Waiting in the line of cars belonging to parents picking up kids, Nick drummed his fingers along the base of the steering wheel. This sort of thing was all new to him, but he'd get used to it. After this morning's appointment with the county sheriff to complete paperwork before he officially started as a deputy, Nick had finished unpacking their belongings. He had purchased a small house complete with a picket fence situated on two pretty acres a couple miles north of town. It was a start. A new start. One he prayed he'd get right.
"Hey, there's Miss Ryken!" Corey had suddenly come to life and waved out the open window. "Beep the horn."
"I'm not beeping the horn."
No way did Nick want to invite her attention. She was everything he liked in a woman on the outside, but she looked a little bit like his dead wife. Only taller and fuller, which, he had to admit, he liked even better. Susan had been obsessed with losing weight when she didn't need to. She constantly fussed over food, measuring and counting calories.
"Come on, Dad."
"The line is moving." Too lateBeth Ryken noticed them and walked toward their idling car. Nick swallowed hard.
"Hi, Corey. Mr. Grey. How was your first day?" She leaned down near the open window on Corey's side and her blond hair fell forward in long waves.
Nick watched the two cars ahead of him creep and then stop. He wasn't going anywhere anytime soon. "He's pretty stiff-lipped about today."
Beth gave him an amused smile. "Like father, like son."
Corey glanced at him and Nick thought he might have seen a glimmer of pride in his son's eyes, but it came and went so fast, Nick couldn't be sure.
"It was fun," Corey finally said. Beth's perfectly shaped eyebrows rose. "Fun is good. That means you'll come back tomorrow." Corey nodded.
"Miss Ryken." Nick tried not to stare at her. "Do you know of any after-school programs or good caretakers in the area?"
Her brow furrowed as the cars in front of him started to move. "Why don't you pull around so we don't clog up the line?"
Nick nodded and nearly kicked himself for asking her instead of the principal, but he needed the information. Should have gotten the leads before he'd moved here, but he believed face-to-face was always better than over-the-phone conversations. He was a pretty good judge of character.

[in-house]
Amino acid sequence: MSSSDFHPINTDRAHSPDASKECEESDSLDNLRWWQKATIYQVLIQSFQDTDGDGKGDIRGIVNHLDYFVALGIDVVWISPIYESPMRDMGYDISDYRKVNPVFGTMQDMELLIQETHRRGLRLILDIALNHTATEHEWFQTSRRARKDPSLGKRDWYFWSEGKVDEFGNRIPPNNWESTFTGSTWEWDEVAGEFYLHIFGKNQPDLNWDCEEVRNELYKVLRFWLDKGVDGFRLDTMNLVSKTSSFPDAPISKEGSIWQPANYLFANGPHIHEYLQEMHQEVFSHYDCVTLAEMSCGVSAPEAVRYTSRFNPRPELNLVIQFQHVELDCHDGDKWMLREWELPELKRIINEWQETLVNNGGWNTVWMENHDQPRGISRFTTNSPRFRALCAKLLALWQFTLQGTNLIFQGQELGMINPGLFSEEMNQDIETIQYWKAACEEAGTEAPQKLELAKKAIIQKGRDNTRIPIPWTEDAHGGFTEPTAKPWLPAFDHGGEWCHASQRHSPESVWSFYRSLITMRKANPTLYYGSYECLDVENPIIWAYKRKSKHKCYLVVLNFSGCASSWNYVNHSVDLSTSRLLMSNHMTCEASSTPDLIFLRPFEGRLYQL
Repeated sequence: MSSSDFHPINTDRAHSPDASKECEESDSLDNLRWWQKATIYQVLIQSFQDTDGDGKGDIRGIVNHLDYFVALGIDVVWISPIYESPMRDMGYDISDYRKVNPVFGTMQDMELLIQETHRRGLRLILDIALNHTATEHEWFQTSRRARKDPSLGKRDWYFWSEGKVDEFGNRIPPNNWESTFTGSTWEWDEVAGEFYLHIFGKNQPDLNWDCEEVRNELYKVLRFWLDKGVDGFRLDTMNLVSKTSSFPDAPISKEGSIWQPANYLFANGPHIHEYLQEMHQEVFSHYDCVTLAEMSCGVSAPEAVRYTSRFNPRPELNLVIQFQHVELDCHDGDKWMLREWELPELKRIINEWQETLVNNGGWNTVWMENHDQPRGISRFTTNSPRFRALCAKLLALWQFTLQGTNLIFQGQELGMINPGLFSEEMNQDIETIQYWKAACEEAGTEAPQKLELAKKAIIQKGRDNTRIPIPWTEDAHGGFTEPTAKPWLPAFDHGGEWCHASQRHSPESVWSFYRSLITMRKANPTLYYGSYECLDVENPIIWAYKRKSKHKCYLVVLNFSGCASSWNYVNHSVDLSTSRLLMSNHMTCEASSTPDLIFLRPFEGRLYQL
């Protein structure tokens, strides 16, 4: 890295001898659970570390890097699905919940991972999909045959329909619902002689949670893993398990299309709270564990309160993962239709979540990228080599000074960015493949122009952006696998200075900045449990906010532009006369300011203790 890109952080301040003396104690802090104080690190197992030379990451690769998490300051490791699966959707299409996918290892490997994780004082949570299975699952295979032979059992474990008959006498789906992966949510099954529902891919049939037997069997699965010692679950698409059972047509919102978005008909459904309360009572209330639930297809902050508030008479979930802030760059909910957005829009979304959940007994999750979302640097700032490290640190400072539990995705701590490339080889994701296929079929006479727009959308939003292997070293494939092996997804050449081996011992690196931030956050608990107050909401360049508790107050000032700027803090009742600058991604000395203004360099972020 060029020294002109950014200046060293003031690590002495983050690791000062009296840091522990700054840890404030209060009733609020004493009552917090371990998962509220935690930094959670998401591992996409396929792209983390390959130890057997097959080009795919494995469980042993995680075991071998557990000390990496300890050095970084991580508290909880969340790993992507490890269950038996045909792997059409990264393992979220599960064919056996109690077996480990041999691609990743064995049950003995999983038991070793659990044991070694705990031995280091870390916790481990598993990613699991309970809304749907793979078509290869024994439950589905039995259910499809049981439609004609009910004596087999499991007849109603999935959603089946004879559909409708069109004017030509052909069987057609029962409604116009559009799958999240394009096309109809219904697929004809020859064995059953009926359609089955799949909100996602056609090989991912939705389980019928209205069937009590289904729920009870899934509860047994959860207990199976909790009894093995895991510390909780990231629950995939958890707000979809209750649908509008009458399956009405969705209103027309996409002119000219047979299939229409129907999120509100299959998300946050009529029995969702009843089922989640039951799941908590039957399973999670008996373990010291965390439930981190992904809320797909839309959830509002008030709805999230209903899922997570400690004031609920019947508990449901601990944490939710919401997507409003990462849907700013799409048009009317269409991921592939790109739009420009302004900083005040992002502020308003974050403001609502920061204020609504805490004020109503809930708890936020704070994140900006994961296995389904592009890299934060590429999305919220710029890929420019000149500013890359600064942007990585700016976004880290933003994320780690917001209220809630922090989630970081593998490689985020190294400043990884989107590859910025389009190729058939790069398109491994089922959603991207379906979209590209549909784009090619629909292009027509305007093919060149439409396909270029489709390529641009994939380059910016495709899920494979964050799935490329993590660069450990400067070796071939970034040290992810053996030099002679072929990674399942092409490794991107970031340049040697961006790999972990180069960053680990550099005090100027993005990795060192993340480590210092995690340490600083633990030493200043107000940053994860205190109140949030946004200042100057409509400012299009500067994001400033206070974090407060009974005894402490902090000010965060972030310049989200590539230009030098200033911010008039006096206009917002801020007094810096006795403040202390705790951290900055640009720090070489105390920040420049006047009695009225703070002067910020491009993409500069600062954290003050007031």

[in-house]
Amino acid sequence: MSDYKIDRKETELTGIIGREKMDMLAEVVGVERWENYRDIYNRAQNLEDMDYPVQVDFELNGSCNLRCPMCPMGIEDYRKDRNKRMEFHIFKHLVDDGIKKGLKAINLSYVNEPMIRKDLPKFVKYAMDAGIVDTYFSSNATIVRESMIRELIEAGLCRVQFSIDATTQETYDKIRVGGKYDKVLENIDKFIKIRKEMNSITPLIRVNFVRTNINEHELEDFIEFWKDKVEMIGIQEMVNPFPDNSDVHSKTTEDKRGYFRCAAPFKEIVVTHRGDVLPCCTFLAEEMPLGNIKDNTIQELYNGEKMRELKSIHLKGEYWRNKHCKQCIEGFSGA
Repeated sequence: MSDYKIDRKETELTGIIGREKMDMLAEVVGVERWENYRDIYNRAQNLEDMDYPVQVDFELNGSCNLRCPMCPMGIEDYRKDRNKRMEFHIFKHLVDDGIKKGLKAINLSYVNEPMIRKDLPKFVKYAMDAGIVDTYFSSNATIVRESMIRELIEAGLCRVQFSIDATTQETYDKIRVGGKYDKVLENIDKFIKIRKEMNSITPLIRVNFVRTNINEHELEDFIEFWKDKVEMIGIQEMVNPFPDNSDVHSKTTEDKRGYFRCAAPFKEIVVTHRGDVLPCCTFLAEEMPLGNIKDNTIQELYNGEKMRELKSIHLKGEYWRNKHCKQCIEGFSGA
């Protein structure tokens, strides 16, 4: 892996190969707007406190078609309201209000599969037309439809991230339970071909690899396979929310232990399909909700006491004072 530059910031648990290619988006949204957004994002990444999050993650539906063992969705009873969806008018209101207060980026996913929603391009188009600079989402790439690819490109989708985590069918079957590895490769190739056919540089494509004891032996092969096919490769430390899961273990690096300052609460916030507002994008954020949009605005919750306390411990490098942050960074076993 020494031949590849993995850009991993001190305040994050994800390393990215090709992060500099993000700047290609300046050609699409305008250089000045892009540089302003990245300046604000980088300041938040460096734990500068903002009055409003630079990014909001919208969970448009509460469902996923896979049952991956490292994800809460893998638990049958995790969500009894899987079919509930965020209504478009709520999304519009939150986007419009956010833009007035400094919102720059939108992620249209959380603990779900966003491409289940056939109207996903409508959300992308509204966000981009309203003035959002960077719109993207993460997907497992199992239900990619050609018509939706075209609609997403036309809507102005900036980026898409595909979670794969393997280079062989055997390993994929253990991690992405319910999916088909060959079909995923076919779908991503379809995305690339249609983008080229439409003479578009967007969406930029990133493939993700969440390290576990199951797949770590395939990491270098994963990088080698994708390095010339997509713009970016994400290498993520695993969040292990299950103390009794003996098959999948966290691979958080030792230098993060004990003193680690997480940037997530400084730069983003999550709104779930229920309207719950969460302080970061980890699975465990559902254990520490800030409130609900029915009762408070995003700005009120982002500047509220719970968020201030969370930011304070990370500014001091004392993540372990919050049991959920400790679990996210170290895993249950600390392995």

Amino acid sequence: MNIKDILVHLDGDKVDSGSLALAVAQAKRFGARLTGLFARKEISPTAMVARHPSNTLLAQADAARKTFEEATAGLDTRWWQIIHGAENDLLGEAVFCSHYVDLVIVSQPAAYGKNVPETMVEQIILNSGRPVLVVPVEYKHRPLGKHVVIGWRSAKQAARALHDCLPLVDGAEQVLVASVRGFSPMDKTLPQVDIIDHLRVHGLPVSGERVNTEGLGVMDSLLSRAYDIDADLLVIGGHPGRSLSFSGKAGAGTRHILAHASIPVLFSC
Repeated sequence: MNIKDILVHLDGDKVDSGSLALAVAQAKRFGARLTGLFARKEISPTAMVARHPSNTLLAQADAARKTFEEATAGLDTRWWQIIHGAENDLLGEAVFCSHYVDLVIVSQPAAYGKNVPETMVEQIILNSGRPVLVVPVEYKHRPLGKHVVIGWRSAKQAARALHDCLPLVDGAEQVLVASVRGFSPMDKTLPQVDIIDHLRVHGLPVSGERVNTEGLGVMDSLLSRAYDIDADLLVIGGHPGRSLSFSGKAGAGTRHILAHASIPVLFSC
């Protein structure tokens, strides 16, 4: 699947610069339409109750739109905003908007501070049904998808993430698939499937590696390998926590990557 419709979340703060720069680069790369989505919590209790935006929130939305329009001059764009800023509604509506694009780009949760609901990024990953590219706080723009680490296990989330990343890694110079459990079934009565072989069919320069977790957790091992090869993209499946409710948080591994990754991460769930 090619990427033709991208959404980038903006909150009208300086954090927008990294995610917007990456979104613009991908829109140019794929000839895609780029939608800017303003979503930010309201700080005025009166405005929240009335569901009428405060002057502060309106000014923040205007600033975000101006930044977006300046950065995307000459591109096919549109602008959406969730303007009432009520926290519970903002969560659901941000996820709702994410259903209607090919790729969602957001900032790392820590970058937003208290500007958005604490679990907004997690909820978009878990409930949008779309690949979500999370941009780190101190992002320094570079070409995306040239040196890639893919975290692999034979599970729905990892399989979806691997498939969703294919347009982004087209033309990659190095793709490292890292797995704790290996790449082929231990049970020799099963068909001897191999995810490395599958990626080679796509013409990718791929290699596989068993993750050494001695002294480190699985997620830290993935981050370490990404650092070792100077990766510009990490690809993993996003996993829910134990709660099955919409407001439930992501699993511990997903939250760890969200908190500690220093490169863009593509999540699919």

He'd never been wise when it came to women, though. He fell too hard too fast.
He pulled out of line and parked and then got out. "Corey, stay in the car."
His son stayed put.
Beth jogged toward him. Tall and strong. Confident.
Nick clenched his jaw. She was a sight to be savored.
"Are you looking for a structured program for Corey?"
"I start work soon, and I don't want Corey home alone after school. Any recommendations?"
"I can send a list of care providers with Corey tomorrow. We have an art-and-crafts-focused program after school, but it's only on Thursdays. I'm one of the teachers who staff it."
Nick looked at his car. Corey hung on their every word as he looked out the window. "That sounds good. Sign him up."
"I'll send a release form for that, as well." Her attention was caught by something across the street and then she waved.
Nick turned to see who it was and spotted an older woman dressed for yard work. Raking that lawn was bound to be a challenge considering all the flowers and statues that littered the grass.
"My mother," she explained.
"So your folks live right there?"
Beth's deep blue eyes clouded over. "Just my mom and me. My dad died when I was fourteen."
"Sorry to hear that." Nick tucked the knowledge away. He'd patrol this area soon and he'd pay special attention to that house with two women alone.
"Thank you. I understand that you're widowed."
"Yeah." Nick narrowed his gaze. He knew the kind of offers that usually came after that information. He was in no place to get involved with anyone, let alone someone like Miss Ryken, whose sunny nature seemed too good to be real.
"That must be difficult for you both." Her expression was open and honest. Sweet, even.